NZ Nurseries

Kauri Tree NZ Nurseries - trunk

The Kauri Tree

The Timber Giant

The slow growing Kauri is one of the ancient podocarps that is among the tallest and oldest in the world. The scientific family, ‘Araucariaceae’ of this tree predates back to the Jurassic era around 150m years ago and is found only in the Southern Hemisphere. Of the Agathis Genus, there are only 20 species of which New Zealand only has one. The Kauri tree, Agathis australis. This slow growing family of trees is surviving now in a new world of fast growing, flowing plants referred to as angiosperms, which make up 80% of all plants on earth.

Its huge trunk being free of branches means that a huge volume of quality timber is available per trunk. Of the estimated 1,215,000 hectares of original Kauri forest it is estimated that only 142 hectares remains. A single tree can be both male and female and will take around 30 years to become mature, dropping papery cones which a relatively low germination rate.

One of the greats

Kauri tend to dominate once established forming their own forest type. The kauri will drop acidic leaf litter changing the soil composition around it to suit plants that have a lower nutrient requirement. i.e. the slower growing trees, over these fast up-starts! This generally encourages plants such as mingimingi, kauri grass and mapou to dominate over things like nikau or supplejack.

Being one of the largest trees in the New Zealand forest it is little wonder how Kauri has taken such an iconic seat. The early settlers to New Zealand must have watched on in awe as these gigantic virgin forests dominated the upper North Island. Grand waka where carved out allowing for hundreds of people to travel at once, and great stories are crafted around the Kauri’s legacy along side the mighty Totara.

Due to the vast quantity and quality (strong, light and straight) of timber per log, it was used heavily in construction during early European migration. Particularly in the local Auckland region and was even heavily exported including to San Francisco after the 1906 earthquake. Due to the amount of clear trunk and strong, lightweight properties it served as a great source of timber for ship masts.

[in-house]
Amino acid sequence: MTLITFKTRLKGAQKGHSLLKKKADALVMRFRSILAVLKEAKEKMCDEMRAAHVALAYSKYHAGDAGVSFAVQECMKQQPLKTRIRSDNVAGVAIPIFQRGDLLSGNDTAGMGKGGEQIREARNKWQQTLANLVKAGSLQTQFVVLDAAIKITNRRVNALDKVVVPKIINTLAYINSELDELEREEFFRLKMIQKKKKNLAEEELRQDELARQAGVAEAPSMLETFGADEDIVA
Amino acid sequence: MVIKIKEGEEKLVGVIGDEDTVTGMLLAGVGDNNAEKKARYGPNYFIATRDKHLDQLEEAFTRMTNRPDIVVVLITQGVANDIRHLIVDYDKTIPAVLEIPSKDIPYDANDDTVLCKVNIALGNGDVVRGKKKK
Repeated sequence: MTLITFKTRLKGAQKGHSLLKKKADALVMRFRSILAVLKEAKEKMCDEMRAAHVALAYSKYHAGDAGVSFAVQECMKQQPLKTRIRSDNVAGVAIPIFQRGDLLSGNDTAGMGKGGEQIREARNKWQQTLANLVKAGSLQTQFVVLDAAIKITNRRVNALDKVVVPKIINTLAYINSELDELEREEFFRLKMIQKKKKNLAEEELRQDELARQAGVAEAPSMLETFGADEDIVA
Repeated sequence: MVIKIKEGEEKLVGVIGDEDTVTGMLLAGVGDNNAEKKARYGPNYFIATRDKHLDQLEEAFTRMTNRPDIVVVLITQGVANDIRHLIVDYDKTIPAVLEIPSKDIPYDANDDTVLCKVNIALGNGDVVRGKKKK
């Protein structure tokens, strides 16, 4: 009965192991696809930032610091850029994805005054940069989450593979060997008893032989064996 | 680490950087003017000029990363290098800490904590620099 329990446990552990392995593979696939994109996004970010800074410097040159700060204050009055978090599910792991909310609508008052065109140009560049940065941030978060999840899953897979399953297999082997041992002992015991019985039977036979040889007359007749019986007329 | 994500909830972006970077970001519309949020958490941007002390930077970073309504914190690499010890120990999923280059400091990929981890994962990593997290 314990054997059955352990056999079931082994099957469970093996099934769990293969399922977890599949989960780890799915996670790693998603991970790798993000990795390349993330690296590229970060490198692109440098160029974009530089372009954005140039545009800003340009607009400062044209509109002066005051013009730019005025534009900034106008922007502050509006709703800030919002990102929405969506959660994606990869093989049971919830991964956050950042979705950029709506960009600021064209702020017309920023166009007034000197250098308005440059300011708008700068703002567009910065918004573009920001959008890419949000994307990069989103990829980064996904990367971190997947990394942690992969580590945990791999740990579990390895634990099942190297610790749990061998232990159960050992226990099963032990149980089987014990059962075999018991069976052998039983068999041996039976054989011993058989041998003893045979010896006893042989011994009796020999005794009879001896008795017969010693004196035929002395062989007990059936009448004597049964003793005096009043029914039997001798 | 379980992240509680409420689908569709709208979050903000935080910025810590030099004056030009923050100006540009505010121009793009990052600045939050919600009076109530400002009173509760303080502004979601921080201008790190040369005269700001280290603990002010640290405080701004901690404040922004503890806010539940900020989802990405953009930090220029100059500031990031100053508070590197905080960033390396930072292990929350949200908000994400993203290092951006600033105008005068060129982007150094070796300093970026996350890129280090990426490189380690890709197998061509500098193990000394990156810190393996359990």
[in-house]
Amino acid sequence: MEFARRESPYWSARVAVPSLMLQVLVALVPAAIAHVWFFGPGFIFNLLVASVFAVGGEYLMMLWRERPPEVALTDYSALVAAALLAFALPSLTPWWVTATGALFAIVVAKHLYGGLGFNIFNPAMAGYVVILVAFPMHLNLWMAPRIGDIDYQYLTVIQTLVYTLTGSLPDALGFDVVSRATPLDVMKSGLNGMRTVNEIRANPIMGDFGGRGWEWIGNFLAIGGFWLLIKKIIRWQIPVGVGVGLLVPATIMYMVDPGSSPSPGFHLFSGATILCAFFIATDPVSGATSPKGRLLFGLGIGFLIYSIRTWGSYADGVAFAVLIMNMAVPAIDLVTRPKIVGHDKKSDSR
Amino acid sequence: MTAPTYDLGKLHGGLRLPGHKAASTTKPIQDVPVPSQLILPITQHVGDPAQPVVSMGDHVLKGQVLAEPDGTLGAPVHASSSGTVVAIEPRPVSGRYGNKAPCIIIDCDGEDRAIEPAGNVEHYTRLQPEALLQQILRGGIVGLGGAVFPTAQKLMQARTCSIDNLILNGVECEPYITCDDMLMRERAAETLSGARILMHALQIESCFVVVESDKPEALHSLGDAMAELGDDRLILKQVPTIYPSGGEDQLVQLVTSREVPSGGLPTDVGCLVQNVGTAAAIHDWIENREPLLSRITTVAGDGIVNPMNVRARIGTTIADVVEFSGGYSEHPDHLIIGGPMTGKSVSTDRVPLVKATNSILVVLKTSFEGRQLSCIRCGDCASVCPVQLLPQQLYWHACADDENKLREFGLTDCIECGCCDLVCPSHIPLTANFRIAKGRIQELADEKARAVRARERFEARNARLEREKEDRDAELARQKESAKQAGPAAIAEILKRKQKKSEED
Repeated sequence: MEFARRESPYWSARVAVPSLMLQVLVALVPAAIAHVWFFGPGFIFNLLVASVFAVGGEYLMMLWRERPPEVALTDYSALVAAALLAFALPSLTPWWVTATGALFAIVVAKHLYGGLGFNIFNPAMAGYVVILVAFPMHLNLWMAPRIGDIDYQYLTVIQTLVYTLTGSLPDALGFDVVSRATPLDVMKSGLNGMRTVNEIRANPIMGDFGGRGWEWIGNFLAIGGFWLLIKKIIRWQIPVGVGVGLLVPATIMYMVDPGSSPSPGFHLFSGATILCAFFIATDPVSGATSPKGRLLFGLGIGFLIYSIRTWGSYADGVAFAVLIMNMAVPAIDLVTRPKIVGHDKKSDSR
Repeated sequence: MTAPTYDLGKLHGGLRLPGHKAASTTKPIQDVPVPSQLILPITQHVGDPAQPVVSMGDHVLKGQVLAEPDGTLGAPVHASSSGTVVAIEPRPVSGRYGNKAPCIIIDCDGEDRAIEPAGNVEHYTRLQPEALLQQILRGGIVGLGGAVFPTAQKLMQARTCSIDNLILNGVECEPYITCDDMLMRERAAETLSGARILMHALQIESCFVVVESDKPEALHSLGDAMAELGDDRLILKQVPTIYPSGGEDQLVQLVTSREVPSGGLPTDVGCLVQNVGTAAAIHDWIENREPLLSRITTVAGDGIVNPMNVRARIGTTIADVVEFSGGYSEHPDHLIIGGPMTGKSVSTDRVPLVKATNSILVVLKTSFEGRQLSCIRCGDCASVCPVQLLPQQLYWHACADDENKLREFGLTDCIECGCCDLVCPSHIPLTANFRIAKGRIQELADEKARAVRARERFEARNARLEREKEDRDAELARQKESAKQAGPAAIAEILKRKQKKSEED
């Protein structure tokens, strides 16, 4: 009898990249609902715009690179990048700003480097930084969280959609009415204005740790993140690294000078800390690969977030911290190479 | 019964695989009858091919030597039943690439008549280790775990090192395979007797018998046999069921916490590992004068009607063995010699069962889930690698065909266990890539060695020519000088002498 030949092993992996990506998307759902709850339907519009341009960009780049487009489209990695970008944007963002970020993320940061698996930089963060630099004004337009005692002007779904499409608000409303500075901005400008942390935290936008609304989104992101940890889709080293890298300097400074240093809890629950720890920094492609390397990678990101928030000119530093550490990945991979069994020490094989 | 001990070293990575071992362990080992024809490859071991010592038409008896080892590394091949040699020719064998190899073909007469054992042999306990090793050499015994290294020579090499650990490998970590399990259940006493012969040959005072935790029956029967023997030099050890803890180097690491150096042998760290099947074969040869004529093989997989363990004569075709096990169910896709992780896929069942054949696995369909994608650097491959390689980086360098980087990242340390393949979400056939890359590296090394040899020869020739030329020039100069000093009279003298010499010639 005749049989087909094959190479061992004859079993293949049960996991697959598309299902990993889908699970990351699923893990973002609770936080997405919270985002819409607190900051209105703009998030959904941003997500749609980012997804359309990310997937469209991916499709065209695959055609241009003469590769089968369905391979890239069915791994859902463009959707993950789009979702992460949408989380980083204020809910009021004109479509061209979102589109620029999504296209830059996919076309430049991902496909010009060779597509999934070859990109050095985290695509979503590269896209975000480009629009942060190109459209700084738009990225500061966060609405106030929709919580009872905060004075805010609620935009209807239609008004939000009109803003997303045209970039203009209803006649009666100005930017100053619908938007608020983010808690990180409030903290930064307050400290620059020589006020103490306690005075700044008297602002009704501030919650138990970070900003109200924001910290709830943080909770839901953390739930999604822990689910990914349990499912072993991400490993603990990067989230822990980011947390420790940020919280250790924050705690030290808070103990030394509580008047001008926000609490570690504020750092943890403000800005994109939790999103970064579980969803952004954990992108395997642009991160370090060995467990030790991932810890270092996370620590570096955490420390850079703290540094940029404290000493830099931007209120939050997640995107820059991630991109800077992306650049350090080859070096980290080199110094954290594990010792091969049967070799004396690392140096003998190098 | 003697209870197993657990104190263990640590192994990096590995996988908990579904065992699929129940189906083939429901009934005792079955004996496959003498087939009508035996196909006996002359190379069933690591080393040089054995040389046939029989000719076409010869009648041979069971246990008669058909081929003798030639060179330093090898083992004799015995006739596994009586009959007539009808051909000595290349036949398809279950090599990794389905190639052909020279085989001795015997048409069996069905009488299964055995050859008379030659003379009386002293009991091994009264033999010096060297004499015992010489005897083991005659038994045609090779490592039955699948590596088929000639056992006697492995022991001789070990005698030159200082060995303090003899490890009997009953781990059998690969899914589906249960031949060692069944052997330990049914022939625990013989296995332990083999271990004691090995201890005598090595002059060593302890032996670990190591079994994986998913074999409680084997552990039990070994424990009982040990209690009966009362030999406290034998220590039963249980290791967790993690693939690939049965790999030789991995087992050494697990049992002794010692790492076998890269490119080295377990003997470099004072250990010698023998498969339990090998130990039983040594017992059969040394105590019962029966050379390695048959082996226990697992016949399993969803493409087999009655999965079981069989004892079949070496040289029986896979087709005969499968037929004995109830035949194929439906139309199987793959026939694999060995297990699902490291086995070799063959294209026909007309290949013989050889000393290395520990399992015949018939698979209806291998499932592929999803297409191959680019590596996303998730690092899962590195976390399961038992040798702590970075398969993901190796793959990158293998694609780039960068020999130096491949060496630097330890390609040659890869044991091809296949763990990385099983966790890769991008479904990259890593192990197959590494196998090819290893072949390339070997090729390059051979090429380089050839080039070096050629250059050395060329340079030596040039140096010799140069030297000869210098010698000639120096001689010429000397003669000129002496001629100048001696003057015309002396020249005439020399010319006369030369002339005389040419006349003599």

Kauri Tree NZ Nursereis - cone

The Gum Rush!

The gum has an oil like quality that was harvested for making torches at night as well as keeping insects at bay. The remains of this burnt gum/resin was used to create the black ink for tattooing. During the 1850’s to 1900 there was something of a fossilised gum rush, as it was highly valued as a varnish. So much so, that it became New Zealand’s largest export, more so than flax, wool, gold or timber.

Kauri Dieback

Kauri Tree NZ Nurseries - forest

After the Kauri forests where decimated during the 19th century development of New Zealand, they have now run into a new threat that is causing real issues. There is a water borne mould called Phytophthora agathidicida which will infect the trees roots, disrupting the ability for the tree to absorb water and nutrients.

This is currently 100% fatal to the kauri at present as there is no know cure. The symptoms include the tree loosing all of its leaves, the plant bleeds gum profusely and the root and base of the tree begin to rot until it collapses.

Unfortunately it is spread by the movement of animals/humans around the forests. Shoes are a common vector as they may pick up infected dirt in one area and spread it to other. Great care must be taken to limit the spread of the Kauri Dieback.

The largest Kauri in the world

The Tane Mahuta stands at an impressive 51.2m tall with a girth of 17.2m and is estimated to be over 2,100 years old. It is free of any branches for the first 18m of its trunk. It is understood that the Kauri will drop it’s lower branches and large flakes of bark as it continues to mature, perhaps to get rid of any epiphytes such as the Northern rata. The bark that falls from the Kauri will mulch down to provide a great source of nutrients for the tree once again!

Naturalised area

The Kauri forests dominated the upper North Island down to around Hamilton. They will grow up to about 600m in altitude. This being said, kauri can basically grow anywhere in New Zealand although they do not seemed to have ever moved further South. Ancient records show that up to 4 different kauri forests have dominated and then decayed over the centuries in Northland with remains found at depths of up to 100m!

Planting Instructions

Kauri trees prefer well-drained soil and full sun, but will tolerate partial shade. To plant a kauri tree, follow these steps:

  1. Choose a location with well-drained soil and full sun or partial shade.
  2. Dig a hole that is twice as wide and just as deep as the root ball.
  3. Remove the tree from its container and loosen any tangled roots.
  4. Place the tree in the hole and make sure it is level.
  5. Backfill the hole with the soil you removed, tamping down gently to remove any air pockets.
  6. Water the tree thoroughly and deeply, making sure the soil is saturated.
  7. Create a well around the base of the tree to hold water and mulch with a 2-3 inch layer of bark or leaves to conserve moisture.
  8. Water the tree regularly, making sure to soak the soil to a depth of 10-12 inches.

With proper planting and care, your kauri tree will thrive and become a beautiful feature in your landscape.

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